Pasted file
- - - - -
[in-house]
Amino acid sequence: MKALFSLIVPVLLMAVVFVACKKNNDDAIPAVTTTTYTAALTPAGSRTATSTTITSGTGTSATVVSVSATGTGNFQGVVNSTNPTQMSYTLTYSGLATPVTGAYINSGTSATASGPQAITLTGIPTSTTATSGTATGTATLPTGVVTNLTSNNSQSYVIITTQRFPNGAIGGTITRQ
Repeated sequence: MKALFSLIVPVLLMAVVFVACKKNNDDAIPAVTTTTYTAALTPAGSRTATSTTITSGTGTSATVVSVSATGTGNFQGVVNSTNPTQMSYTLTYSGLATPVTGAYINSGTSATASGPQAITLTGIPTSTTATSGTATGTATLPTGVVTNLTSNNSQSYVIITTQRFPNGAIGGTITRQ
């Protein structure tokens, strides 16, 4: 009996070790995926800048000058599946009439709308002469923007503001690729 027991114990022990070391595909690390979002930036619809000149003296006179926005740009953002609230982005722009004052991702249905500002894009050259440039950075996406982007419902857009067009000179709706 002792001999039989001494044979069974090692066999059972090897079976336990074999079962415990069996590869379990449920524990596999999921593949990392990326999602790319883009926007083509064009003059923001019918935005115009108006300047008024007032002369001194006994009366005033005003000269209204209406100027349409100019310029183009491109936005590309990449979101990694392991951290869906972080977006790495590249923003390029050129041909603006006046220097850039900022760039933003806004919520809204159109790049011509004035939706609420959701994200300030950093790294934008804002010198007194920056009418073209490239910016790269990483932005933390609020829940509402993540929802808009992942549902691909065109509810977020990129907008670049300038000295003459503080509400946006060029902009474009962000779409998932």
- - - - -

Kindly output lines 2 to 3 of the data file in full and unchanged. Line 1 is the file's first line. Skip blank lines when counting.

Amino acid sequence: MKALFSLIVPVLLMAVVFVACKKNNDDAIPAVTTTTYTAALTPAGSRTATSTTITSGTGTSATVVSVSATGTGNFQGVVNSTNPTQMSYTLTYSGLATPVTGAYINSGTSATASGPQAITLTGIPTSTTATSGTATGTATLPTGVVTNLTSNNSQSYVIITTQRFPNGAIGGTITRQ
Repeated sequence: MKALFSLIVPVLLMAVVFVACKKNNDDAIPAVTTTTYTAALTPAGSRTATSTTITSGTGTSATVVSVSATGTGNFQGVVNSTNPTQMSYTLTYSGLATPVTGAYINSGTSATASGPQAITLTGIPTSTTATSGTATGTATLPTGVVTNLTSNNSQSYVIITTQRFPNGAIGGTITRQ